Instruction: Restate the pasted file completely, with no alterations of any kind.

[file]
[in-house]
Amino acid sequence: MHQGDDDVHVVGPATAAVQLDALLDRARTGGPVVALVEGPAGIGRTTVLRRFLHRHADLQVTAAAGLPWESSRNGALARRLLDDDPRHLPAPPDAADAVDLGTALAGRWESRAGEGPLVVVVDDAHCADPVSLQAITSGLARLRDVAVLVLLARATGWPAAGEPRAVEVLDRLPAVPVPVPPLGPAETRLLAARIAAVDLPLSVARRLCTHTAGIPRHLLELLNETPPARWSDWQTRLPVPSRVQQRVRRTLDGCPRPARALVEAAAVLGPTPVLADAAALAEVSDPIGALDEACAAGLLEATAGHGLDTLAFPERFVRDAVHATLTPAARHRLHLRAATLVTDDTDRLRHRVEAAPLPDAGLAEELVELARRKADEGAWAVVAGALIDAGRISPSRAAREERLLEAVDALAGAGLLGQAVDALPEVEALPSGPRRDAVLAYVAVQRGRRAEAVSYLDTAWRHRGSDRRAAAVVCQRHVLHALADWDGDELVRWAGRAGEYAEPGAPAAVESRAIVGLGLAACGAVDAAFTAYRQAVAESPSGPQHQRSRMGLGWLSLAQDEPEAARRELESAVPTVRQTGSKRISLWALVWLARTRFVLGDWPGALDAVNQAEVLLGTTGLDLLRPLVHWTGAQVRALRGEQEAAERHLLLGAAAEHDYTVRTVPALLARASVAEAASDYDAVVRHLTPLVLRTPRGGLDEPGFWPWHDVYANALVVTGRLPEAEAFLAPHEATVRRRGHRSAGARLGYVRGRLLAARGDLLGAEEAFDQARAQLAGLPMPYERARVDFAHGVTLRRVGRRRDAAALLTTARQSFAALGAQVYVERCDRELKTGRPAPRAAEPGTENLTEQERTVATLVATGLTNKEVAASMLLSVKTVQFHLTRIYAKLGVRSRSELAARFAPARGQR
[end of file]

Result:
[in-house]
Amino acid sequence: MHQGDDDVHVVGPATAAVQLDALLDRARTGGPVVALVEGPAGIGRTTVLRRFLHRHADLQVTAAAGLPWESSRNGALARRLLDDDPRHLPAPPDAADAVDLGTALAGRWESRAGEGPLVVVVDDAHCADPVSLQAITSGLARLRDVAVLVLLARATGWPAAGEPRAVEVLDRLPAVPVPVPPLGPAETRLLAARIAAVDLPLSVARRLCTHTAGIPRHLLELLNETPPARWSDWQTRLPVPSRVQQRVRRTLDGCPRPARALVEAAAVLGPTPVLADAAALAEVSDPIGALDEACAAGLLEATAGHGLDTLAFPERFVRDAVHATLTPAARHRLHLRAATLVTDDTDRLRHRVEAAPLPDAGLAEELVELARRKADEGAWAVVAGALIDAGRISPSRAAREERLLEAVDALAGAGLLGQAVDALPEVEALPSGPRRDAVLAYVAVQRGRRAEAVSYLDTAWRHRGSDRRAAAVVCQRHVLHALADWDGDELVRWAGRAGEYAEPGAPAAVESRAIVGLGLAACGAVDAAFTAYRQAVAESPSGPQHQRSRMGLGWLSLAQDEPEAARRELESAVPTVRQTGSKRISLWALVWLARTRFVLGDWPGALDAVNQAEVLLGTTGLDLLRPLVHWTGAQVRALRGEQEAAERHLLLGAAAEHDYTVRTVPALLARASVAEAASDYDAVVRHLTPLVLRTPRGGLDEPGFWPWHDVYANALVVTGRLPEAEAFLAPHEATVRRRGHRSAGARLGYVRGRLLAARGDLLGAEEAFDQARAQLAGLPMPYERARVDFAHGVTLRRVGRRRDAAALLTTARQSFAALGAQVYVERCDRELKTGRPAPRAAEPGTENLTEQERTVATLVATGLTNKEVAASMLLSVKTVQFHLTRIYAKLGVRSRSELAARFAPARGQR